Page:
Bangladesh Cabinet approves new draft transport law after massive protests; photographer's arrest sparks global outrage
Bangladesh’s cabinet has approved a new draft transport law on Monday that features increased maximum jail time for offenders by two years and included a TK. 500,000 fine.
As days of student protests and a subsequent bus strike have convulsed the entire country, Bangladesh’s Cabinet has approved a new draft transport law on Monday that features increased maximum jail time for offenders by two years and included a TK. 500,000 fine.
However, the proposed law is unlikely to satisfy the protesting students as their nine-point demands—which the government accepted—sought capital punishment for 'reckless driving.' The intense secrecy surrounding the law had resulted in no public discussion about it prior to the cabinet’s approval.
Bangladeshi actor and long-time road safety campaigner Ilias Kanchan called the proposed law “faulty and unacceptable” and punishment “inadequate.”
Meanwhile, with protests for safer roads still raging, more than a hundred people were injured over the past weekend as police fired tear gas and rubber bullets, and pro-ruling party activists attacked protesters and journalists.
The detective branch of the police picked up Shahidul Alam, a prominent Bangladeshi photojournalist, hours after his explosive interview with Al-Jazeera, to interrogate him about his Facebook posts regarding the protest and 'provocative comments' made in the interview. While being taken to a court for a remand hearing, he seemed unable to walk on his own. He said that he was not allowed to have a lawyer and beaten in custody by his captors who wanted to coerce him into signing a statement, reported exiled Bangladeshi journalist Tasneem Khalil. “[They] washed my blood-stained Punjabi (tunic) and made me wear it again,” Shahidul was quoted as saying by Shafiqul Alam, the AFP bureau chief in Dhaka.
He has eventually been placed on seven-day remand in a case filed against him under Bangladesh’s notorious Information and Communication Technology (ICT) Act, reported local newspaper The Daily Star. While a number of journalists—especially those carrying a camera—came under attack while covering protests, Alam’s arrest was an extraordinary escalation. With a career spanning over four decades, Alam is arguably Bangladesh’s most prominent photographer, whose works have been featured by almost all major western media outlets. He has also founded Drik Gallery and Pathshala, a photography school that has trained hundreds of photographers. Committee to Protect Journalists and Amnesty International have called for his immediate release.
Previously, mobile internet has been shut down or speeds downgraded by authorities across the country, while at least two TV channels received warning letters from the information ministry on their coverage of student protests, asking them to refrain from broadcasting anything that 'may create panic and disorder among people.'A list of people who allegedly spread rumours on the internet has been circulating on social media for days, asking people to provide more information about them. A minister on Monday said that Facebook could also be shut down 'for the interest of the state.'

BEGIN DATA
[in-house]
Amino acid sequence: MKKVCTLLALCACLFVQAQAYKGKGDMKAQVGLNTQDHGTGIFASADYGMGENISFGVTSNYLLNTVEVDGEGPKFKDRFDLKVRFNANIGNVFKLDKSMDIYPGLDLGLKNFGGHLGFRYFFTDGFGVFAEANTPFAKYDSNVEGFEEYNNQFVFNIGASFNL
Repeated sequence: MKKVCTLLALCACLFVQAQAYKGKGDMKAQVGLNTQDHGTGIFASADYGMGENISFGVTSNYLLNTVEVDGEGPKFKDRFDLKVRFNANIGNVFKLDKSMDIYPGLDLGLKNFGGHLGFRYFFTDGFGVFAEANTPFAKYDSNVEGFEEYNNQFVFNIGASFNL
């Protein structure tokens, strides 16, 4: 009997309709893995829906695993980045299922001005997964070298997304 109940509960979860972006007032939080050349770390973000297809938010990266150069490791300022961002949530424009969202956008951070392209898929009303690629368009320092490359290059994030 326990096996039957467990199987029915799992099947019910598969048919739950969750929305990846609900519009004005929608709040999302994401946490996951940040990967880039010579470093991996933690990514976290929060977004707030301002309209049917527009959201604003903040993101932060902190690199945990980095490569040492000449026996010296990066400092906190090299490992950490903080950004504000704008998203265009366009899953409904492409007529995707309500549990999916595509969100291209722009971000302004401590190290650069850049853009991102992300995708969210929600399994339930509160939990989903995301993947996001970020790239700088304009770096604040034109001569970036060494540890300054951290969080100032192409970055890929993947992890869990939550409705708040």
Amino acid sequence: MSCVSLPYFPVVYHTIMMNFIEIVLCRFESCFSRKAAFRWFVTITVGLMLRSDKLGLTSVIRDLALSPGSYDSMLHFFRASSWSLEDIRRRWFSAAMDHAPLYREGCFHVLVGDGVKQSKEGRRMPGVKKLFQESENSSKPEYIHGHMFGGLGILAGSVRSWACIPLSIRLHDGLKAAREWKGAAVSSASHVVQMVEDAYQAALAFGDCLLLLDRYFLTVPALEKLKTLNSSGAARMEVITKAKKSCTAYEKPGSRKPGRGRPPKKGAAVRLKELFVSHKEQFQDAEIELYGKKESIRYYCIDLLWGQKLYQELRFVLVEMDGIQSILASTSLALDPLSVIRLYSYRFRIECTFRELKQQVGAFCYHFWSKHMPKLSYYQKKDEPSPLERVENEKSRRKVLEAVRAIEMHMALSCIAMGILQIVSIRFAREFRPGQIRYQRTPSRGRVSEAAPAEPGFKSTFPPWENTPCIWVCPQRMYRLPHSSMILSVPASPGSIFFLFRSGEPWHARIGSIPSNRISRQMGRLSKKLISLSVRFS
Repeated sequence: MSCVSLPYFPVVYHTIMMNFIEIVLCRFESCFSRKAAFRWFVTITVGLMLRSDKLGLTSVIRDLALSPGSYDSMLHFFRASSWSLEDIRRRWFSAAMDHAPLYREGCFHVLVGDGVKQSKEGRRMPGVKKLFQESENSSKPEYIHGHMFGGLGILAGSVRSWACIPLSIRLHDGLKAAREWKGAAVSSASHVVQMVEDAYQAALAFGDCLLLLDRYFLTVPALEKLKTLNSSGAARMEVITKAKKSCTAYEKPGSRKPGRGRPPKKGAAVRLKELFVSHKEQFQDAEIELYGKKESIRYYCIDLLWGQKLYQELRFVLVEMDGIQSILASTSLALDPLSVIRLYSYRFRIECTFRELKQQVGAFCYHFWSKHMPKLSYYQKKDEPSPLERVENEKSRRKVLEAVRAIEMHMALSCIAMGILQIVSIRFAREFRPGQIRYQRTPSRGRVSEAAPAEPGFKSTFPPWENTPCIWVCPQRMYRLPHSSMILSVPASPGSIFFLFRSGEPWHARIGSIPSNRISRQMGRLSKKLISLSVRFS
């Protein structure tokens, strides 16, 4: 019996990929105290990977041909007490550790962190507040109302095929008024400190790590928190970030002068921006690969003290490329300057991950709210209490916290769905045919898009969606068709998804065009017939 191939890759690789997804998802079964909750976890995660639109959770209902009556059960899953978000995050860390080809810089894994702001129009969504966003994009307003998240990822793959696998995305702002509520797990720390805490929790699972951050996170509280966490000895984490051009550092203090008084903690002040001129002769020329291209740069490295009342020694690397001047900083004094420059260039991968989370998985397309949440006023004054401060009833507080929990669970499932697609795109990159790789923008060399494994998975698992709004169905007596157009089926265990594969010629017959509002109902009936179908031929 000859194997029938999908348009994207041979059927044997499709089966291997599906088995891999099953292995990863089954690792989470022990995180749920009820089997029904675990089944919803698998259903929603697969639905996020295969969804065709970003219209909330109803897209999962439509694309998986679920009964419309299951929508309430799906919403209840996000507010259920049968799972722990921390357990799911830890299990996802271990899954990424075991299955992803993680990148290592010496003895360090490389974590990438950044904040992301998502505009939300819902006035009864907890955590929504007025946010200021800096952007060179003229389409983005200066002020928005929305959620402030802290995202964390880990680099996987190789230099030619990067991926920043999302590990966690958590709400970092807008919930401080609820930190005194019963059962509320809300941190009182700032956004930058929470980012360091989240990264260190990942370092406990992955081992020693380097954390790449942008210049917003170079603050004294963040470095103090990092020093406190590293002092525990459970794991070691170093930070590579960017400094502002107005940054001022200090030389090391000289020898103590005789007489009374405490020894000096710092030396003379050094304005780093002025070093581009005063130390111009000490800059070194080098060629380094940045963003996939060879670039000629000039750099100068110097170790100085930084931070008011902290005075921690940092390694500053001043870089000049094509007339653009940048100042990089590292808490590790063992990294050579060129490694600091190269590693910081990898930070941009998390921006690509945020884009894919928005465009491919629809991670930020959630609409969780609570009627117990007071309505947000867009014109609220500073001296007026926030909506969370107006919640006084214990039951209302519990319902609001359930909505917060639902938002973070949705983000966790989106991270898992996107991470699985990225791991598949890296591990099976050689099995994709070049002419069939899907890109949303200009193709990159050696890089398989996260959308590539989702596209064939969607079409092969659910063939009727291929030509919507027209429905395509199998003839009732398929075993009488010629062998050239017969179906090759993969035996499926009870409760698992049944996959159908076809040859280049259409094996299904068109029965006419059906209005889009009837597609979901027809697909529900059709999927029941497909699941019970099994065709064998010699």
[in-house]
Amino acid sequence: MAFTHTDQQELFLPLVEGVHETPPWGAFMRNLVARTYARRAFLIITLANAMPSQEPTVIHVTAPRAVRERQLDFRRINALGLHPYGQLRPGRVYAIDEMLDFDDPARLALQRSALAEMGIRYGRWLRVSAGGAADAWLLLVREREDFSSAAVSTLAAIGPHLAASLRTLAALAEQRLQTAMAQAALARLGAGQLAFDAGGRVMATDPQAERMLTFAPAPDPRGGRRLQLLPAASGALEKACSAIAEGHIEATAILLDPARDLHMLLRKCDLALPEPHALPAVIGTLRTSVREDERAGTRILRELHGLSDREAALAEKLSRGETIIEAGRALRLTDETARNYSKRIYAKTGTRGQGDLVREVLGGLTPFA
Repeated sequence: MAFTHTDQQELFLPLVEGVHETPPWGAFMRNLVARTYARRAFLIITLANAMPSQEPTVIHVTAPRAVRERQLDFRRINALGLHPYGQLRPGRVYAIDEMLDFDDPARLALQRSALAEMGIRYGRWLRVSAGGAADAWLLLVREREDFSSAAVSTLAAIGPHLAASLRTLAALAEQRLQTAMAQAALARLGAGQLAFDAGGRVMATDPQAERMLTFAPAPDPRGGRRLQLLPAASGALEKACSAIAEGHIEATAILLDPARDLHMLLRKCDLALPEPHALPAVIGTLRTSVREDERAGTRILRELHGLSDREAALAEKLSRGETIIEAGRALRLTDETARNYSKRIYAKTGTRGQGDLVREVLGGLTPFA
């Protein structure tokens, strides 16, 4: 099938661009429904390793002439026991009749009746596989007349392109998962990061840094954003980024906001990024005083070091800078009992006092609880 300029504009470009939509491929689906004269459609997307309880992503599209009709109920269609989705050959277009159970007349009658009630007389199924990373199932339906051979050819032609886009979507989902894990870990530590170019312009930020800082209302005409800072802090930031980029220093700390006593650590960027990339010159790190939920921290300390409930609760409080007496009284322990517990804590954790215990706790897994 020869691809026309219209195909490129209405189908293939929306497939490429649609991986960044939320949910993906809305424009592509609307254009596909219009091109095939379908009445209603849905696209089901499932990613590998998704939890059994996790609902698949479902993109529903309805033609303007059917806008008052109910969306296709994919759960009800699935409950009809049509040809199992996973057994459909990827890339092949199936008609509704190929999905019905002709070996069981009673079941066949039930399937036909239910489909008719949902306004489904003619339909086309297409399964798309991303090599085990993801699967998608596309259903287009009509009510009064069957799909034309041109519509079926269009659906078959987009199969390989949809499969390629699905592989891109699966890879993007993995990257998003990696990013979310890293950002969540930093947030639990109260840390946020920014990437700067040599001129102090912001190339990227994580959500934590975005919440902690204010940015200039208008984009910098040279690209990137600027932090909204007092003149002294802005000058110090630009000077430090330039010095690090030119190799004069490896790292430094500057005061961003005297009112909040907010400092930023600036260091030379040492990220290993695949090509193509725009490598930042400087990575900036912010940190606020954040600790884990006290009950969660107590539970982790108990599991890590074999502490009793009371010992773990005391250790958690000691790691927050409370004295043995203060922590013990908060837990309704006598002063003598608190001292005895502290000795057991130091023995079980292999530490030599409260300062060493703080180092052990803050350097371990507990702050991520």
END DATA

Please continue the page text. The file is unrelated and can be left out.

In the latest, with the teenage protests for road safety nearly cowed into silence, students of several private universities on Monday began protesting attacks on their peers. But soon, they were ganged up on by stick-wielding men with police lobbing tear gas at them amidst heavy patrols in the nearby area.
The original protest began on last Sunday with teenagers taking to the streets in the capital after two students were killed by a pair of speeding buses. Their anger was intensified after a minister, also a leader of the main transport workers’ organisation and whose relative was the owner of the bus service in question, shrugged off their concerns with a smirk.
The protests garnered widespread support from the masses as the issue of road accidents affects almost everyone. According to a passenger welfare organisation, more than 25,000 people were killed in Bangladesh mostly due to reckless driving just in the last three and a half years.
On Saturday, however, the protest turned violent when police fired rubber bullets at the protesters and pro-ruling party activists clashed with them, wounding more than 100, according to doctors and eye-witnesses quoted by AFP. At least two people on the side of the pro-government activists were seen in a widely circulated footage as firing at the protesters.
The motorcade of US ambassador, Marcia Bernicat, was also attacked by 'a group of armed adult men,' but she and her security detail escaped unharmed, an embassy statement said.
The ruling party defended the strong actions against protesters. “Will we kiss them if they head towards our party office?” the party general secretary said.
The next day saw more violence with people allegedly belonging to the ruling party attacking protesters, leaving many injured, including half a dozen photographers. Also on Sunday, the United Nations expressed its concerns for 'the safety of children and young people caught up in recent protests over road safety in Dhaka and other parts of the country.' The US embassy in Dhaka has also criticised the government’s response to the protest in a strongly-worded statement.
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